Daily Archives: July 22, 2021

Bevy of Black Swans

Cliff Mass likes to refer to the recent heat wave in the Pacific Northwest as a “black swan” event. The term refers to “Black Swan Theory,” developed by Nassim Nicholas Taleb, which wikipedia describes as a “metaphor that describes an event that comes as a surprise, has a major effect, and is often inappropriately rationalized after the fact with the benefit of hindsight.

Here’s how Taleb himself defines a “black swan” event:

What we call here a Black Swan (and capitalize it) is an event with the following three attributes.

First, it is an outlier, as it lies outside the realm of regular expectations, because nothing in the past can convincingly point to its possibility. Second, it carries an extreme ‘impact’. Third, in spite of its outlier status, human nature makes us concoct explanations for its occurrence after the fact, making it explainable and predictable.

I stop and summarize the triplet: rarity, extreme ‘impact’, and retrospective (though not prospective) predictability. A small number of Black Swans explains almost everything in our world, from the success of ideas and religions, to the dynamics of historical events, to elements of our own personal lives.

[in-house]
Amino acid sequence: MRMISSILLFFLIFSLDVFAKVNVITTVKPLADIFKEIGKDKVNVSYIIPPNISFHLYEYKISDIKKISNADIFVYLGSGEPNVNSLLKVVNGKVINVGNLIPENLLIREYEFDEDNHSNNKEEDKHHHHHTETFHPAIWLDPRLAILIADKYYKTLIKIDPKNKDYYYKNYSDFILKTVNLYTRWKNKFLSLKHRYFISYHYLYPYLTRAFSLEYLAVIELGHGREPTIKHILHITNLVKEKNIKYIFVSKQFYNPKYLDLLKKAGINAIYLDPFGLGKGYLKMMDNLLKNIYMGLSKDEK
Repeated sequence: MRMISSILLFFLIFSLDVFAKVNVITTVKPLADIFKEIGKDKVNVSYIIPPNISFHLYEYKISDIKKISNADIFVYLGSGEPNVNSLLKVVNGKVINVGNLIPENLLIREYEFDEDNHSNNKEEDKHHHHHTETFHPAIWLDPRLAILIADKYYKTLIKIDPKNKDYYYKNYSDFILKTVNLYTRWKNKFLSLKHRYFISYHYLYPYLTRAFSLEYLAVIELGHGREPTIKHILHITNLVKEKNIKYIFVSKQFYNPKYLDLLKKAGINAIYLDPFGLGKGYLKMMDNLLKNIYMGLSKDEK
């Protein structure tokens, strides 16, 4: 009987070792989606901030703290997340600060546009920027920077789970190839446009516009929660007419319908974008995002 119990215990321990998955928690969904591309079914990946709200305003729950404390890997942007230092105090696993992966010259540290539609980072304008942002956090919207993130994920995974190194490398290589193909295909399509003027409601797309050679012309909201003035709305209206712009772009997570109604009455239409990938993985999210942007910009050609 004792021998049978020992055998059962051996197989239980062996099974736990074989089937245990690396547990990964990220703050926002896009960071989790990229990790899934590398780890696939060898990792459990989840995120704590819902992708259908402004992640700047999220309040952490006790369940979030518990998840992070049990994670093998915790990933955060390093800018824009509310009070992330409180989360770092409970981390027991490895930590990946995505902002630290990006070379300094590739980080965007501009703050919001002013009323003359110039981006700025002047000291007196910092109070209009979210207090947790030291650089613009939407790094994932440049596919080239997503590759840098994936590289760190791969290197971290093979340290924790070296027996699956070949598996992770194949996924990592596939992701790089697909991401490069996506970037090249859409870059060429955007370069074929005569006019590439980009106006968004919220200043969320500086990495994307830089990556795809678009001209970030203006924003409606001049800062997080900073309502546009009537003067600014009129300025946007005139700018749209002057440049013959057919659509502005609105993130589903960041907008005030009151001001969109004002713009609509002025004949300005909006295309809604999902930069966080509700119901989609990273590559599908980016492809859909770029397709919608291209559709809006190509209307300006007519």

I stop and emphasize the phrase “not prospective.”

Taleb means that there’s only retrospective explanation, there’s an absence of prospective (i.e. predictive) explanation. I’d like to remind Cliff Mass that extreme heat waves, of greater frequency and severity than seen before, has been a prediction of climate change science for decades. Therefore, according to Taleb’s own definition, the recent heat wave in the Pacific Northwest is not a black swan event.

Taleb emphasizes the folly of “explaining” an extreme event with major effect which nobody saw coming, as though we should have known all along. He’s got a point. I’ll emphasize the folly of the opposite mistake: to use “Black Swan Theory” to dismiss what scientists have been warning us about for decades, as nothing but an unpredictable outlier.

Perhaps Cliff Mass will insist that the heat wave in the Pacific Northwest was so severe, that nobody predicted a heat wave this strong. It was so much an outlier, we have to call it a “Black Swan.”

If we’re going to do that … then there are a whole lot of Black Swans popping up these days. All over the world. With a frequency, and of a blackness, far beyond what we’ve seen before, a veritable population explosion of Black Swans. The heat wave in the Pacific Northwest is far from the only example, but it is the one which Cliff Mass can’t ignore.

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